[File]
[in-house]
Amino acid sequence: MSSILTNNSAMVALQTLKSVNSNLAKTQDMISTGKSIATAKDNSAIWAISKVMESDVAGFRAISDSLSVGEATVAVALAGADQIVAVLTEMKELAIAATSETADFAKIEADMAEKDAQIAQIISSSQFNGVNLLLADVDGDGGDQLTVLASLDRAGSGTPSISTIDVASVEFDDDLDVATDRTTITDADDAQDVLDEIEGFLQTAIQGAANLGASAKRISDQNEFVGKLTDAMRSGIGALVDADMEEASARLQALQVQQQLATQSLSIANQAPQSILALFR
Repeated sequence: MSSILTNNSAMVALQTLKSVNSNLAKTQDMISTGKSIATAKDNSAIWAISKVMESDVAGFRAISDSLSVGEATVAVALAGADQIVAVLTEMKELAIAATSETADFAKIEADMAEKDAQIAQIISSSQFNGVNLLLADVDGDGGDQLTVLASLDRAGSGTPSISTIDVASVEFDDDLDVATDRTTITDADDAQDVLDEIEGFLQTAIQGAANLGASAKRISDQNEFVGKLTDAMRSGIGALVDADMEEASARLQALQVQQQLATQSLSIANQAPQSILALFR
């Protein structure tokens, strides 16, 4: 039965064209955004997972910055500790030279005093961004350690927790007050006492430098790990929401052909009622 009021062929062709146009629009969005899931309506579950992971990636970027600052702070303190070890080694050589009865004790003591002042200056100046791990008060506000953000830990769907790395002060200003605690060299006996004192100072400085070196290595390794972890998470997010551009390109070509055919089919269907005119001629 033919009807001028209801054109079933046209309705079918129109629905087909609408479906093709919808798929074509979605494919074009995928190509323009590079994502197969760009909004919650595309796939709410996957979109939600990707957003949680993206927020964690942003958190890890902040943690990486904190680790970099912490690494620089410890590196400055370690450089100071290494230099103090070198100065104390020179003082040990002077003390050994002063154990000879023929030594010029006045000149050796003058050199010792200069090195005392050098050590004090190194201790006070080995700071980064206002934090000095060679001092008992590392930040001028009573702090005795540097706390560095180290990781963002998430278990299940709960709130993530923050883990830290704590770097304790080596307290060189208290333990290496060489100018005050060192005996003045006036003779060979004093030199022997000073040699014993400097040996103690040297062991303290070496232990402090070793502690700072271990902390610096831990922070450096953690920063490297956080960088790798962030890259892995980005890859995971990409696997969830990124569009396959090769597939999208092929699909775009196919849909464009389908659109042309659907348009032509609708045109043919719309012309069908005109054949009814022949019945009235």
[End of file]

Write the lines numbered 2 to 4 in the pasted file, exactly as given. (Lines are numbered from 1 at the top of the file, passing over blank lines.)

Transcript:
Amino acid sequence: MSSILTNNSAMVALQTLKSVNSNLAKTQDMISTGKSIATAKDNSAIWAISKVMESDVAGFRAISDSLSVGEATVAVALAGADQIVAVLTEMKELAIAATSETADFAKIEADMAEKDAQIAQIISSSQFNGVNLLLADVDGDGGDQLTVLASLDRAGSGTPSISTIDVASVEFDDDLDVATDRTTITDADDAQDVLDEIEGFLQTAIQGAANLGASAKRISDQNEFVGKLTDAMRSGIGALVDADMEEASARLQALQVQQQLATQSLSIANQAPQSILALFR
Repeated sequence: MSSILTNNSAMVALQTLKSVNSNLAKTQDMISTGKSIATAKDNSAIWAISKVMESDVAGFRAISDSLSVGEATVAVALAGADQIVAVLTEMKELAIAATSETADFAKIEADMAEKDAQIAQIISSSQFNGVNLLLADVDGDGGDQLTVLASLDRAGSGTPSISTIDVASVEFDDDLDVATDRTTITDADDAQDVLDEIEGFLQTAIQGAANLGASAKRISDQNEFVGKLTDAMRSGIGALVDADMEEASARLQALQVQQQLATQSLSIANQAPQSILALFR
């Protein structure tokens, strides 16, 4: 039965064209955004997972910055500790030279005093961004350690927790007050006492430098790990929401052909009622 009021062929062709146009629009969005899931309506579950992971990636970027600052702070303190070890080694050589009865004790003591002042200056100046791990008060506000953000830990769907790395002060200003605690060299006996004192100072400085070196290595390794972890998470997010551009390109070509055919089919269907005119001629 033919009807001028209801054109079933046209309705079918129109629905087909609408479906093709919808798929074509979605494919074009995928190509323009590079994502197969760009909004919650595309796939709410996957979109939600990707957003949680993206927020964690942003958190890890902040943690990486904190680790970099912490690494620089410890590196400055370690450089100071290494230099103090070198100065104390020179003082040990002077003390050994002063154990000879023929030594010029006045000149050796003058050199010792200069090195005392050098050590004090190194201790006070080995700071980064206002934090000095060679001092008992590392930040001028009573702090005795540097706390560095180290990781963002998430278990299940709960709130993530923050883990830290704590770097304790080596307290060189208290333990290496060489100018005050060192005996003045006036003779060979004093030199022997000073040699014993400097040996103690040297062991303290070496232990402090070793502690700072271990902390610096831990922070450096953690920063490297956080960088790798962030890259892995980005890859995971990409696997969830990124569009396959090769597939999208092929699909775009196919849909464009389908659109042309659907348009032509609708045109043919719309012309069908005109054949009814022949019945009235």